“I would say we are very close to normal with scheduling right now, and the bookings really started to pick up last fall, extending out  as far out as next spring,” he says, explaining that ethanol plants usually schedule industrial cleaning six to 12 months in advance. “Plants are definitely back on track with bookings and I’d say we are back to pre-COVID scheduling.”

Timeframes for shutdowns vary by company and region, but most producers book spring cleanings between late March and late May, and fall cleanings between early September—usually starting right after Labor Day—and mid-November.

“It can be challenging because everybody wants to get on top of those dates, so it’s pretty tough, especially if a plant had another contractor [fall through],” Parenteau says. “You never want to overschedule to the point of placing pressure on quality, standards or safety, but we have a hard time turning plants away. So we do this dance of looking at dates and trying to figure out how early or late they might be maybe willing to schedule the work.” 

Parenteau says there are some things producers can do to minimize the amount of downtime required by industrial cleaning. Specifically, he says, some producers have been able to stay online while evaporators are cleaned—one vessel at a time. “The evaps are the most time-consuming part of distillation cleaning,” he says. “So if we can take those off-line while you’re running, say you have eight of them and you take one down and operate with the other seven—with, of course, a little bit of a reduced capacity—you’re getting the most difficult part of the job done before shutdown. If we can get those evaps knocked out ahead of time, we can get in and out of a plant within a couple days.”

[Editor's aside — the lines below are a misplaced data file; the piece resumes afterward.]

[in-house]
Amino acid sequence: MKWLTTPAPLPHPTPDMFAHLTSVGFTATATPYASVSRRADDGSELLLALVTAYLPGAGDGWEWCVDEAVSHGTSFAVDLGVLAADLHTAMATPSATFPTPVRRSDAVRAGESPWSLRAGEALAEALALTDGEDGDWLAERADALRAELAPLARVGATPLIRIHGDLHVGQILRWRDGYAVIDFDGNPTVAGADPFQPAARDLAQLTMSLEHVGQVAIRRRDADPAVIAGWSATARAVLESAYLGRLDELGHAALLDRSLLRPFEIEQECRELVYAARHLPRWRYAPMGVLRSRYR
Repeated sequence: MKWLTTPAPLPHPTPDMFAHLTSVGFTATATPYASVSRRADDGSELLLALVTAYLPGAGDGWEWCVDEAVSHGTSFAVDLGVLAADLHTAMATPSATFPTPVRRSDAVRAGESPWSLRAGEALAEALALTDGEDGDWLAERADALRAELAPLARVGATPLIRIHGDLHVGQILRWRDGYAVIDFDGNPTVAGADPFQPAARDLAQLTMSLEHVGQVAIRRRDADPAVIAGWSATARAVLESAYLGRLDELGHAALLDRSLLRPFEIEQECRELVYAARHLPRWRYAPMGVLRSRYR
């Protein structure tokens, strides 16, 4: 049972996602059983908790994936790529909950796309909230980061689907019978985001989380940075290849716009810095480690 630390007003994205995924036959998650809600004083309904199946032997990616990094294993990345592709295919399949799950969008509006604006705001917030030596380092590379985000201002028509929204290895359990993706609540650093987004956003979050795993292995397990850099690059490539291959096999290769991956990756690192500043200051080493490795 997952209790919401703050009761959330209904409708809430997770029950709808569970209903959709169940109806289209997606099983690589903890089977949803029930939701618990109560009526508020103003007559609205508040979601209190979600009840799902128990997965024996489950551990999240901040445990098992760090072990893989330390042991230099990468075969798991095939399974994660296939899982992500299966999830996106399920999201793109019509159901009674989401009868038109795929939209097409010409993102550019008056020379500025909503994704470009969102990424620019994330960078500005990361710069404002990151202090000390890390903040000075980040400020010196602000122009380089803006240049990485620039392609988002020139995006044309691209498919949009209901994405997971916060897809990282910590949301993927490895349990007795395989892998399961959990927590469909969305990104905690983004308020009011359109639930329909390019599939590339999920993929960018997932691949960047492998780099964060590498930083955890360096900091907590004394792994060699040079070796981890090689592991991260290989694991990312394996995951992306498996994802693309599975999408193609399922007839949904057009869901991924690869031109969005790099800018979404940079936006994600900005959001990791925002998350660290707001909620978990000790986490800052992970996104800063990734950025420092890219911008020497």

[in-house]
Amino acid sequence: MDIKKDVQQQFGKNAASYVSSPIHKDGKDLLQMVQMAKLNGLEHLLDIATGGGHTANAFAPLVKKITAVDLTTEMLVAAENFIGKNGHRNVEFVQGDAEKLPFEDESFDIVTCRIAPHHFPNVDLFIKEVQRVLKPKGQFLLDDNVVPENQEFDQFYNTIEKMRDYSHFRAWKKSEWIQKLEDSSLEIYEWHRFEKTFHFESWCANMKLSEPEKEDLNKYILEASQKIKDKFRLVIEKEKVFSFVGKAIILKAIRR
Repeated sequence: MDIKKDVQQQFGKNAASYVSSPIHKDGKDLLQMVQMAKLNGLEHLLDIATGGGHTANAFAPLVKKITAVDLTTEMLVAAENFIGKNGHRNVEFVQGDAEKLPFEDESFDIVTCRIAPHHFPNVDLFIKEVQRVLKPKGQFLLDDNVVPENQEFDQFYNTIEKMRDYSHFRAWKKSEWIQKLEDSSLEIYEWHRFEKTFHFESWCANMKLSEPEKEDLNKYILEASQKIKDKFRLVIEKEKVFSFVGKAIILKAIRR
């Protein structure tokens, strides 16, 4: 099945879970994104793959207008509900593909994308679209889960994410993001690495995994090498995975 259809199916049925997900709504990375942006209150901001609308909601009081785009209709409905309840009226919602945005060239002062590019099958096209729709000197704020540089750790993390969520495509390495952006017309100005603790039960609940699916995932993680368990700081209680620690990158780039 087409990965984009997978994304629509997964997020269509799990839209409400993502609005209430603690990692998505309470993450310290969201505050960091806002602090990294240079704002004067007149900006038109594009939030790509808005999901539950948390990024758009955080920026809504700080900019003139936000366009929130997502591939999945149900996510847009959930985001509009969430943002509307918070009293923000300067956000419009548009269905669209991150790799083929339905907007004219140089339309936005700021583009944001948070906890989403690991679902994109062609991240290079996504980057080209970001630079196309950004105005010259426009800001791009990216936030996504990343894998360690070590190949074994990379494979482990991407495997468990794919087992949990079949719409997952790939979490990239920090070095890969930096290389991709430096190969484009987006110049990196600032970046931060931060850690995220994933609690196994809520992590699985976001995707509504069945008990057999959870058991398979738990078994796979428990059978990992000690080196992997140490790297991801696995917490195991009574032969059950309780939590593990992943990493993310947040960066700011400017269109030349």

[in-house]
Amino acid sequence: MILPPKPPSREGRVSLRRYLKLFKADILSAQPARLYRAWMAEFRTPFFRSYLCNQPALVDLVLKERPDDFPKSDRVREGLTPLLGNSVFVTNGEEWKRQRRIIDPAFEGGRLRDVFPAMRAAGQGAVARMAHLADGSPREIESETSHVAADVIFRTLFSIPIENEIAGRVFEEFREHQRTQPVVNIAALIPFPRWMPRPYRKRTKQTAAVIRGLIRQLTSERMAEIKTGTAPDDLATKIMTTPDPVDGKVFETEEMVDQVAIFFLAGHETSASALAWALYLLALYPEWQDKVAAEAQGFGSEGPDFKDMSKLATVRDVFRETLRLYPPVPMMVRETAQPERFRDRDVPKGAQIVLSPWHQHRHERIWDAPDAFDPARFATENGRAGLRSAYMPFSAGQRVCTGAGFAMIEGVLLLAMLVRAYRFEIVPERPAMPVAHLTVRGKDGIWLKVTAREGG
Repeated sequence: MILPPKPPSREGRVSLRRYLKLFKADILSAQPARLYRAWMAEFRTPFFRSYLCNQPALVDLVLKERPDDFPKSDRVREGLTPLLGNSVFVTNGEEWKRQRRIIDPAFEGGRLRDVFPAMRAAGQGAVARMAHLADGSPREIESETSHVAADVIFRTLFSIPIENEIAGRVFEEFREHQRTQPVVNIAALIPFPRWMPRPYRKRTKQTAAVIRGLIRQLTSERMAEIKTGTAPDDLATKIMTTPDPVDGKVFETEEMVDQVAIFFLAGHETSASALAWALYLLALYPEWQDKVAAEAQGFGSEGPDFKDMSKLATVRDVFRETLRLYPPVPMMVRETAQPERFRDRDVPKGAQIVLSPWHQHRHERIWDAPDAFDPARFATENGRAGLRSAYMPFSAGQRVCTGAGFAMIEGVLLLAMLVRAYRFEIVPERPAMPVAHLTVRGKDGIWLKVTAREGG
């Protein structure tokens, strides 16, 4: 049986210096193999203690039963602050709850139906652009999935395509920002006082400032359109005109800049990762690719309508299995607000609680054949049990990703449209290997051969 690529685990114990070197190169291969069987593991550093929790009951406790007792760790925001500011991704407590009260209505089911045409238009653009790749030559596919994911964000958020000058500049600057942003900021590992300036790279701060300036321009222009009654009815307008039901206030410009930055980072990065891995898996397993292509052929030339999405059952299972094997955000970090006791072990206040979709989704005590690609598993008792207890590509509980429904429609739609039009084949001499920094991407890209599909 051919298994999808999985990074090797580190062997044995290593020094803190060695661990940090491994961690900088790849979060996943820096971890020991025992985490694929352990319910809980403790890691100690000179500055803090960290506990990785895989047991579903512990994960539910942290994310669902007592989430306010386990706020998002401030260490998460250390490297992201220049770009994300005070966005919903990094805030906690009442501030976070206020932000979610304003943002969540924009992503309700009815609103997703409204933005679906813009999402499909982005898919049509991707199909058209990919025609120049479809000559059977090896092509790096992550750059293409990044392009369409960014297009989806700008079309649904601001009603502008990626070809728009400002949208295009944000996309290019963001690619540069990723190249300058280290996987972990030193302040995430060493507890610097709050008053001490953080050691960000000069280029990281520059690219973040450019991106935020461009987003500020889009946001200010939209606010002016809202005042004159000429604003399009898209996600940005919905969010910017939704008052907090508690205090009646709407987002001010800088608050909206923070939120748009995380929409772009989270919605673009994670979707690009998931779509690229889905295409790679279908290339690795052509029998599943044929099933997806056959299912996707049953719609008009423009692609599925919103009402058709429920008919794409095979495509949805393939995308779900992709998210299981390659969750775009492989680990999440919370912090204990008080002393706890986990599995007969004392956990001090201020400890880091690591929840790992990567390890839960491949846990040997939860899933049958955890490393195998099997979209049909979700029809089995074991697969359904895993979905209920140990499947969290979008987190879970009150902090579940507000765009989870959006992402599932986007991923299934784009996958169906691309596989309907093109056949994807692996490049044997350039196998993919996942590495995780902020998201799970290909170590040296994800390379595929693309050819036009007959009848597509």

While the speed of industrial cleaning is important to producers, Parenteau says the end-result of the work is ultimately what matters most. “The quality of the cleanliness, including final cleanup, is largely what determines customer satisfaction,” he says. “Shutdown cleaning is a very big deal for ethanol plants. It costs a lot of money to have these plants shut down for days, and they’re putting a lot trust in you to get it right.”

Rice adds that building client trust starts with good communication. “With each customer, we try to demonstrate not just how the work will be done, but how it will best be done, and with what equipment, how and why,” he says. “That dialogue is shaped by our supervisor on site and directly carries over to the technicians executing the work. The people at the plant are experts on running their equipment and, likewise, we take pride in being experts on cleaning that equipment, so the facility can continue to perform optimally. That’s another part of our approach that’s no secret.”


Author: Tom Bryan
Contact: [email protected]